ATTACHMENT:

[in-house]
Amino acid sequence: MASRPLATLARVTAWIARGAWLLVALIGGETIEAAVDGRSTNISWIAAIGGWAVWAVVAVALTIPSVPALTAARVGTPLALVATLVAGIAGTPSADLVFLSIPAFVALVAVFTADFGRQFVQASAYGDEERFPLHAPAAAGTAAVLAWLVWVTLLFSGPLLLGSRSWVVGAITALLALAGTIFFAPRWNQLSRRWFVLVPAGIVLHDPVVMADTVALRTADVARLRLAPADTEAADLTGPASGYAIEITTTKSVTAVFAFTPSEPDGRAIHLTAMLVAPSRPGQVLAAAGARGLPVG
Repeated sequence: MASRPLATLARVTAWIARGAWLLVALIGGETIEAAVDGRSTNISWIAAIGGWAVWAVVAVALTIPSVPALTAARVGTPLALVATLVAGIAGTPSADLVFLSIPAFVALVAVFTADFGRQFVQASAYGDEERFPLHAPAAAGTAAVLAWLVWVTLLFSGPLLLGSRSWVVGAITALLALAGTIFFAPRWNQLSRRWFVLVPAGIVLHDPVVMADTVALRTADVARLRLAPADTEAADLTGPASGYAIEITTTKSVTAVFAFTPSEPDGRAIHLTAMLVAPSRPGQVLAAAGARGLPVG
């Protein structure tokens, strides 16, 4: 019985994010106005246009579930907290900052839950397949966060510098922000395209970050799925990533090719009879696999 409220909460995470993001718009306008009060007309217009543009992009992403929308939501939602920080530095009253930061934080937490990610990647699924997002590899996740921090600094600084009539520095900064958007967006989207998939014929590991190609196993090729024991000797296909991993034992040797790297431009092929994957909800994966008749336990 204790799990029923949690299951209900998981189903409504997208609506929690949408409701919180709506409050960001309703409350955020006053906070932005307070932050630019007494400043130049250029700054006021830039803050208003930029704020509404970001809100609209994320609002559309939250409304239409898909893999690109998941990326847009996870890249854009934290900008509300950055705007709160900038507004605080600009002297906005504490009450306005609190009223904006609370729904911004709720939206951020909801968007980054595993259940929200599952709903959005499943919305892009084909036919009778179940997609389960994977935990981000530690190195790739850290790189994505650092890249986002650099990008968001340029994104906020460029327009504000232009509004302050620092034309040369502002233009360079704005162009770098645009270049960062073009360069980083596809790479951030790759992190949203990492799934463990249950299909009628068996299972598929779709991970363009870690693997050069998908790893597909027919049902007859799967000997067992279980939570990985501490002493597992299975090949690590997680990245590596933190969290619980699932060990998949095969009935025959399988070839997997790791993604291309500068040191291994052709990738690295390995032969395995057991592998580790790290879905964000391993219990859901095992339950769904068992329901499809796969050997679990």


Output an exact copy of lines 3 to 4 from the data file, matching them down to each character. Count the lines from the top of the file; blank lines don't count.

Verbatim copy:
Repeated sequence: MASRPLATLARVTAWIARGAWLLVALIGGETIEAAVDGRSTNISWIAAIGGWAVWAVVAVALTIPSVPALTAARVGTPLALVATLVAGIAGTPSADLVFLSIPAFVALVAVFTADFGRQFVQASAYGDEERFPLHAPAAAGTAAVLAWLVWVTLLFSGPLLLGSRSWVVGAITALLALAGTIFFAPRWNQLSRRWFVLVPAGIVLHDPVVMADTVALRTADVARLRLAPADTEAADLTGPASGYAIEITTTKSVTAVFAFTPSEPDGRAIHLTAMLVAPSRPGQVLAAAGARGLPVG
């Protein structure tokens, strides 16, 4: 019985994010106005246009579930907290900052839950397949966060510098922000395209970050799925990533090719009879696999 409220909460995470993001718009306008009060007309217009543009992009992403929308939501939602920080530095009253930061934080937490990610990647699924997002590899996740921090600094600084009539520095900064958007967006989207998939014929590991190609196993090729024991000797296909991993034992040797790297431009092929994957909800994966008749336990 204790799990029923949690299951209900998981189903409504997208609506929690949408409701919180709506409050960001309703409350955020006053906070932005307070932050630019007494400043130049250029700054006021830039803050208003930029704020509404970001809100609209994320609002559309939250409304239409898909893999690109998941990326847009996870890249854009934290900008509300950055705007709160900038507004605080600009002297906005504490009450306005609190009223904006609370729904911004709720939206951020909801968007980054595993259940929200599952709903959005499943919305892009084909036919009778179940997609389960994977935990981000530690190195790739850290790189994505650092890249986002650099990008968001340029994104906020460029327009504000232009509004302050620092034309040369502002233009360079704005162009770098645009270049960062073009360069980083596809790479951030790759992190949203990492799934463990249950299909009628068996299972598929779709991970363009870690693997050069998908790893597909027919049902007859799967000997067992279980939570990985501490002493597992299975090949690590997680990245590596933190969290619980699932060990998949095969009935025959399988070839997997790791993604291309500068040191291994052709990738690295390995032969395995057991592998580790790290879905964000391993219990859901095992339950769904068992329901499809796969050997679990």